Commentaries on the Talmud

The Talmud is a difficult book, and many commentators have worked to explain and illuminate it.

Print this page Print this page

Tosafot

The word tosafot--additions--indicates that the commentary was meant as an addition to that of Rashi. Unlike the commentary of Rashi, the commentary of the Tosafot is more extensive, often serving as an extension to the talmudic dialogue itself. In many instances, we find the Tosafot quoting parallel texts so as to reconcile apparent contradictions.

In addition, the commentary of the Tosafot offers alternative explanations to those offered by Rashi and questions the basis for Rashi's textual emendations. When quoting Rashi, the Tosafot often refers to the commentary as peirush bekontres--it was explained in the pamphlet. It would appear that this is based on the fact that Rashi's commentary was copied into booklets that were studied alongside the handcopied editions of the Talmud.

The commentary of the Tosafot that appears in our editions was written primarily by a group of scholars in France and Germany in the twelfth and thirteenth centuries. Many of these scholars were members of Rashi's family.  Among them we find:

Rivan, R. Yehudah ben Natan; and Ram, R. Meir ben Shmuel‑‑Rashi's sons‑in‑law

Rashbam, R. Shmuel ben Meir; and Rabbenu Tam, R. Yaakov ben Meir‑‑Rashi's grandsons

Ri, R. Yitzhak of Dampierre--Rashi's great-grandson

Other scholars whose comments are included in the commentary of Tosafot include Rabbenu Chaim, Rabbenu Peretz, R. Meir of Ruttenberg (Maharam), Rabbenu Shimon and R. Moshe of Coucy (author of the Semag--Sefer Mitzvot haGadol, a halakhic work). The period of activity of the Tosafot was approximately 200 years and included schools of study in northern and southern France, England, Germany, and Italy.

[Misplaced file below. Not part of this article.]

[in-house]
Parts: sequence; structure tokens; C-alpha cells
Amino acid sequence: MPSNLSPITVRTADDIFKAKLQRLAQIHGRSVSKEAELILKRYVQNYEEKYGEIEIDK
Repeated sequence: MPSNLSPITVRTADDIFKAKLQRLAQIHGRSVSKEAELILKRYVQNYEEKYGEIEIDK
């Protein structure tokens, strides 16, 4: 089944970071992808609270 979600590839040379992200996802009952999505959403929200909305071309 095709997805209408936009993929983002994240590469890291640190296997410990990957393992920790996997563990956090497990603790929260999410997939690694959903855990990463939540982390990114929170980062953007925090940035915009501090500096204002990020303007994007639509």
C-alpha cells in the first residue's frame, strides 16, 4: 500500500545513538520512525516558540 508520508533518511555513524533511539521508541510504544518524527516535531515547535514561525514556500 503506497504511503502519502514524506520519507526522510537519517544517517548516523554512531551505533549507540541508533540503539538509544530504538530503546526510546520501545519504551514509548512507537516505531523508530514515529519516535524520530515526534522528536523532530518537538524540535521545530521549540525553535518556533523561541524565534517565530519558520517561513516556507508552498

The Tosafot [text] printed alongside most of the tractates of the Talmud in the Vilna edition is referred to as Tosafot Tuch (Touques), after the French city where the commentary was edited.  Other editions of the Tosafot were prepared elsewhere and are sometimes included in the Talmud under the title Tosafot Yeshanim.

Rabbenu Hananel

In many of the tractates of the Talmud, the commentary of Rabbenu Hananel ben Hushiel (Kirouan, North Africa--11th century) is included on the outside margin. Unlike the commentaries of Rashi and Tosafot, the commentary of Rabbenu Hananel is a synopsis of the talmudic discussion and does not explain the text or compare it to other sources. The commentary of Rabbenu Hananel to the entire Talmud is not extant.  In some tractates the commentary of Rabbenu Nissim Gaon (North Africa--11th century) or variant tosafot are offered instead or as well.

Ein Mishpat Ner Mitzvah

Compiled by R. Yehoshua Boaz (Italy‑‑16th century), the Ein Mishpat provides source references to enable the student to find the relevant citations in halachic literature and is found on the outside margin of the page.  The author added a square (non-Rashi-script) Hebrew letter to indicate his notation…

Did you like this article?  MyJewishLearning is a not-for-profit organization.

Please consider making a donation today.

Rabbi Dovid Landesman is the author of books on talmudic subjects, and translated numerous other works on various Jewish topics.